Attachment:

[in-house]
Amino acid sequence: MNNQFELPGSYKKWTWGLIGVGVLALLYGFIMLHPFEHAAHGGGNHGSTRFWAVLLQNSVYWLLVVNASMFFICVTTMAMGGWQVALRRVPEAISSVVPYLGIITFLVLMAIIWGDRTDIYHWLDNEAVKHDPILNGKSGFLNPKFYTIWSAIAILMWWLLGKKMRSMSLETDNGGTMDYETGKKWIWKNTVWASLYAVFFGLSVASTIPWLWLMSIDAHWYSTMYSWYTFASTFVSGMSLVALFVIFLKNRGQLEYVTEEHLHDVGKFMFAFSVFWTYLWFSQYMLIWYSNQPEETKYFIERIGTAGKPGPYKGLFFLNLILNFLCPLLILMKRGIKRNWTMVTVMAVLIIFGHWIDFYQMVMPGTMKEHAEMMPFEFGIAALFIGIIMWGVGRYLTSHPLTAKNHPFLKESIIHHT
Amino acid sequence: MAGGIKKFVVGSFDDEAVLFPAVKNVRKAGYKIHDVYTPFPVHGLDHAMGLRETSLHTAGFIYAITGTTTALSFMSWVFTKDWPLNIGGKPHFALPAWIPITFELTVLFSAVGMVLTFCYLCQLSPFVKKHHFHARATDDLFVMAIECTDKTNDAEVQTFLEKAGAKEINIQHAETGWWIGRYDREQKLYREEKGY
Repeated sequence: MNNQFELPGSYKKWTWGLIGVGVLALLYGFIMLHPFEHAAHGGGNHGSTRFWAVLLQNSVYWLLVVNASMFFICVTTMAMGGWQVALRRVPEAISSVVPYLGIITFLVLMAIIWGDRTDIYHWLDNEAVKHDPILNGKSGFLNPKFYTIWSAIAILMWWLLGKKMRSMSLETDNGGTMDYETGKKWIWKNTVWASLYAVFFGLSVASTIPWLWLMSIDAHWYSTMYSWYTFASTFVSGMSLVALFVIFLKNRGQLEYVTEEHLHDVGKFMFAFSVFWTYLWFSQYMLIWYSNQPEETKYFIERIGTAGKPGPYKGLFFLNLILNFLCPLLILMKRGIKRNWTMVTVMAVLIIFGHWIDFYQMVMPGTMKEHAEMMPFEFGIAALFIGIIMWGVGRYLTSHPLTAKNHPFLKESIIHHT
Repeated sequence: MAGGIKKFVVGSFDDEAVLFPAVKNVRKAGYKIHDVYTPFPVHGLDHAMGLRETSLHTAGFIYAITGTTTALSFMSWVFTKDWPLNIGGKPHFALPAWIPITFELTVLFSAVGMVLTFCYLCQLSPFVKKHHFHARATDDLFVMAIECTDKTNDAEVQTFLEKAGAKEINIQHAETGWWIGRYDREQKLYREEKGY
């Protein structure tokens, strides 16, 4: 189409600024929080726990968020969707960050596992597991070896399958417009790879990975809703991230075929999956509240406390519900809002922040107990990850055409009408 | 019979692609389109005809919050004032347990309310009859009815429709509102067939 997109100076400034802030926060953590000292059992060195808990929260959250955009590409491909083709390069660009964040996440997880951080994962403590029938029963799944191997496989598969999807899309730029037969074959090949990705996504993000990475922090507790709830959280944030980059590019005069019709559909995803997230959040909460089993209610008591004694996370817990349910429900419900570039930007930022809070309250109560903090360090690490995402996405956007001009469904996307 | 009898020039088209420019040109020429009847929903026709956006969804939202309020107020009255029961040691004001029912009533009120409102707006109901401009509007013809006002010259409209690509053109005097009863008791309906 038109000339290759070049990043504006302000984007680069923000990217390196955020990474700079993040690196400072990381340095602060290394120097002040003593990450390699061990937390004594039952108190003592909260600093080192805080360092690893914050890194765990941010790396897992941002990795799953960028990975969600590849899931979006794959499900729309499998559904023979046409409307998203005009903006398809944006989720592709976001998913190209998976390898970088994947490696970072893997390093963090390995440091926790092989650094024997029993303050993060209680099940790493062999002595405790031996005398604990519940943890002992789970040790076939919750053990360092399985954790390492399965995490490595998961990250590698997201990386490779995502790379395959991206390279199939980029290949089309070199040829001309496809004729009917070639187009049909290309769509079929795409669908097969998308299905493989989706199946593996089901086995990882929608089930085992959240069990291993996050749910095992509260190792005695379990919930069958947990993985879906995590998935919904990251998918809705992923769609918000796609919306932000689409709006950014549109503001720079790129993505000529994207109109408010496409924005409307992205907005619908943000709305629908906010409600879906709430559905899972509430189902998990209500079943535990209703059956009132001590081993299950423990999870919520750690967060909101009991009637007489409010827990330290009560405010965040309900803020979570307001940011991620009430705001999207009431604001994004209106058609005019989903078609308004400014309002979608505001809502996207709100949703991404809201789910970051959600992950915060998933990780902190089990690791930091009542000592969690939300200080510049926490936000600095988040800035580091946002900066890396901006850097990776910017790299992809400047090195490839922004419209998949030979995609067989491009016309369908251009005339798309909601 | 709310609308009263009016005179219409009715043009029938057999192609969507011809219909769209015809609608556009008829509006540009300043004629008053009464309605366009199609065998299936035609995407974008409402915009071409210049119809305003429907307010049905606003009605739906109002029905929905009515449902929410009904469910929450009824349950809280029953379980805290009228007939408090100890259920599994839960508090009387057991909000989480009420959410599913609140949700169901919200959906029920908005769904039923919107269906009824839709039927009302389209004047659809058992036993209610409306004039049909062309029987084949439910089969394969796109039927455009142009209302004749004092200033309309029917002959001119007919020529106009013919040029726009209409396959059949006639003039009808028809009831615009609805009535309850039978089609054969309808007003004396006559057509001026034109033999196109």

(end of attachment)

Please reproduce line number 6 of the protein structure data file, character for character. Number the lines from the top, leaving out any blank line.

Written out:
């Protein structure tokens, strides 16, 4: 189409600024929080726990968020969707960050596992597991070896399958417009790879990975809703991230075929999956509240406390519900809002922040107990990850055409009408 | 019979692609389109005809919050004032347990309310009859009815429709509102067939 997109100076400034802030926060953590000292059992060195808990929260959250955009590409491909083709390069660009964040996440997880951080994962403590029938029963799944191997496989598969999807899309730029037969074959090949990705996504993000990475922090507790709830959280944030980059590019005069019709559909995803997230959040909460089993209610008591004694996370817990349910429900419900570039930007930022809070309250109560903090360090690490995402996405956007001009469904996307 | 009898020039088209420019040109020429009847929903026709956006969804939202309020107020009255029961040691004001029912009533009120409102707006109901401009509007013809006002010259409209690509053109005097009863008791309906 038109000339290759070049990043504006302000984007680069923000990217390196955020990474700079993040690196400072990381340095602060290394120097002040003593990450390699061990937390004594039952108190003592909260600093080192805080360092690893914050890194765990941010790396897992941002990795799953960028990975969600590849899931979006794959499900729309499998559904023979046409409307998203005009903006398809944006989720592709976001998913190209998976390898970088994947490696970072893997390093963090390995440091926790092989650094024997029993303050993060209680099940790493062999002595405790031996005398604990519940943890002992789970040790076939919750053990360092399985954790390492399965995490490595998961990250590698997201990386490779995502790379395959991206390279199939980029290949089309070199040829001309496809004729009917070639187009049909290309769509079929795409669908097969998308299905493989989706199946593996089901086995990882929608089930085992959240069990291993996050749910095992509260190792005695379990919930069958947990993985879906995590998935919904990251998918809705992923769609918000796609919306932000689409709006950014549109503001720079790129993505000529994207109109408010496409924005409307992205907005619908943000709305629908906010409600879906709430559905899972509430189902998990209500079943535990209703059956009132001590081993299950423990999870919520750690967060909101009991009637007489409010827990330290009560405010965040309900803020979570307001940011991620009430705001999207009431604001994004209106058609005019989903078609308004400014309002979608505001809502996207709100949703991404809201789910970051959600992950915060998933990780902190089990690791930091009542000592969690939300200080510049926490936000600095988040800035580091946002900066890396901006850097990776910017790299992809400047090195490839922004419209998949030979995609067989491009016309369908251009005339798309909601 | 709310609308009263009016005179219409009715043009029938057999192609969507011809219909769209015809609608556009008829509006540009300043004629008053009464309605366009199609065998299936035609995407974008409402915009071409210049119809305003429907307010049905606003009605739906109002029905929905009515449902929410009904469910929450009824349950809280029953379980805290009228007939408090100890259920599994839960508090009387057991909000989480009420959410599913609140949700169901919200959906029920908005769904039923919107269906009824839709039927009302389209004047659809058992036993209610409306004039049909062309029987084949439910089969394969796109039927455009142009209302004749004092200033309309029917002959001119007919020529106009013919040029726009209409396959059949006639003039009808028809009831615009609805009535309850039978089609054969309808007003004396006559057509001026034109033999196109």